Maryland dream-pop stalwarts sport renewed potency on a release that blends electronic ether with lacerating socio-political bite.
In a line-up that has halved since Escape From Evil, following the departure of Geoff Graham and Walker Teret, the vocals of Jana Hunter retain a constant melancholic mystique at the heart of the outfit’s oscillating synth-propelled beat.
Often compared to fellow Baltimoreans Beach House, Lower Dens’ searing treatment of societal issues has ensured distinct demarcation from contemporaries. In this respect, The Competition proves consistent, focusing upon the role of the capitalist system and social networks in encouraging an oppressive state of superficial rivalry. Escapist shoegaze melodies duel with stark reality, lyrics synchronised with a corrosive climate; the duo balancing subtlety with the overt in an alternating dynamic. The satirical surge of lead single “Young Republicans”, for instance, pulsates with formidable electro-pop prowess, while a piercing, hook-laden commentary reverberates in tandem: “We never asked to be this way / No spines, no tongues, no fingerprints / We're young republicans”. With the latter lead single blacklisted by several US radio stations, the duo’s message strikes a nerve, resonating in the current cultural turbulence.
Elsewhere, the krautrock echoes of “Galapagos” capture the band’s obscure gravitas; mistily detached instrumentals paired with a concept rooted in reconciling the self with the collective: “If you feel distressed / That's ok, too / My love / We want you here”. “Two Face Love” brings a brooding ineffable visage to proceedings, while the introspective radiance of “Real Thing”, initially released as a single in 2016, could figure as a recently unearthed mid-80s new wave number; Hunter’s sonorous vocals projecting a liberative longing: “I want to be young, I want to dance with abandon / And I don't care about the real thing”. Comparatively, “Simple Life” navigates through a fog of grandiose drum machines, choppy guitars and unnerving ambience; straddling between Oneohtrix Point Never and Tears For Fears in scope.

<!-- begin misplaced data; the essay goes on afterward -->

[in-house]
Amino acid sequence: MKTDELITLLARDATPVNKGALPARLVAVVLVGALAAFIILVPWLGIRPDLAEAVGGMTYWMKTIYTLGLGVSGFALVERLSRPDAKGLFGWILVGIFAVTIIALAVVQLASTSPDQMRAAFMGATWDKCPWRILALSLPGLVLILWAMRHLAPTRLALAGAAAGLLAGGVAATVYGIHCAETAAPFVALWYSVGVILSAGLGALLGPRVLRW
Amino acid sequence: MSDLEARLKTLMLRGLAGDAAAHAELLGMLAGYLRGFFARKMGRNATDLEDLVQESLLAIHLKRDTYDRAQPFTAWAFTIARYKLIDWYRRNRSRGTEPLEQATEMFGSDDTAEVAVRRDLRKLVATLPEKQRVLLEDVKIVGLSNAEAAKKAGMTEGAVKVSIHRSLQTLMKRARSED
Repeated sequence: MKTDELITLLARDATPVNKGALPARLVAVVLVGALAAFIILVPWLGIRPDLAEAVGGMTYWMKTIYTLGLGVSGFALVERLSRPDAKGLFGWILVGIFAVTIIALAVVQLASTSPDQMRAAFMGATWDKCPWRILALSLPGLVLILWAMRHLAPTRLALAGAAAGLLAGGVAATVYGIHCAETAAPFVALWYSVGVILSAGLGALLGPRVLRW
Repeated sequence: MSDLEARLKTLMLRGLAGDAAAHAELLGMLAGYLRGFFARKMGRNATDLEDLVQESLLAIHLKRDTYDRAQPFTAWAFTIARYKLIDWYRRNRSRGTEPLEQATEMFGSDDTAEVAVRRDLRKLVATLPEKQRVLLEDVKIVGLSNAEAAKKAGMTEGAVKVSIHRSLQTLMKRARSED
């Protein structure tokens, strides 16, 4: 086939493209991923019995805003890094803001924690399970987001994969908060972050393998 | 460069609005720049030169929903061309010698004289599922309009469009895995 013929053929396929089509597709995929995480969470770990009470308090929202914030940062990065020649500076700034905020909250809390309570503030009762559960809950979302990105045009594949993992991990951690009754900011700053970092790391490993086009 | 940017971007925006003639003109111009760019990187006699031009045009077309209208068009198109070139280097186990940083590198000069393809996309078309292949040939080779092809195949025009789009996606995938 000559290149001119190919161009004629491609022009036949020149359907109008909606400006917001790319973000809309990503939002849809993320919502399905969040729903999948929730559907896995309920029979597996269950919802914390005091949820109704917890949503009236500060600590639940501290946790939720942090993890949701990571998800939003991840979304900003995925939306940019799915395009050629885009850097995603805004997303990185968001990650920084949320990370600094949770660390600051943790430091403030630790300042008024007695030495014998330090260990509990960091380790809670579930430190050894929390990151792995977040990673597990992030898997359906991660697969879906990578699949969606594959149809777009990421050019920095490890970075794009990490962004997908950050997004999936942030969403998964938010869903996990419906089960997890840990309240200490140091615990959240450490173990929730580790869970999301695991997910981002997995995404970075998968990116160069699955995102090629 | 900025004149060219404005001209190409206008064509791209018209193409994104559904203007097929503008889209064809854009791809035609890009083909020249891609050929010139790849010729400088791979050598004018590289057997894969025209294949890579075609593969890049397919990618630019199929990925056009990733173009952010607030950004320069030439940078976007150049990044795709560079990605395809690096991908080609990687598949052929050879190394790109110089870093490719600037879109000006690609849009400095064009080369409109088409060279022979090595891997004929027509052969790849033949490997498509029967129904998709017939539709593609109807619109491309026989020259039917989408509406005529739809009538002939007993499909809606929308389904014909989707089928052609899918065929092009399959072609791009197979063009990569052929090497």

Integrating profundity alongside the sublime has long been a key tenet of Lower Dens’ aural lexicon. In this regard, The Competition proves a multi-layered offering from the two-piece, juxtaposing viscerally relevant themes with modulating, often overpowering soundscapes. It's volatile, beguiling stuff, and utterly distinctive.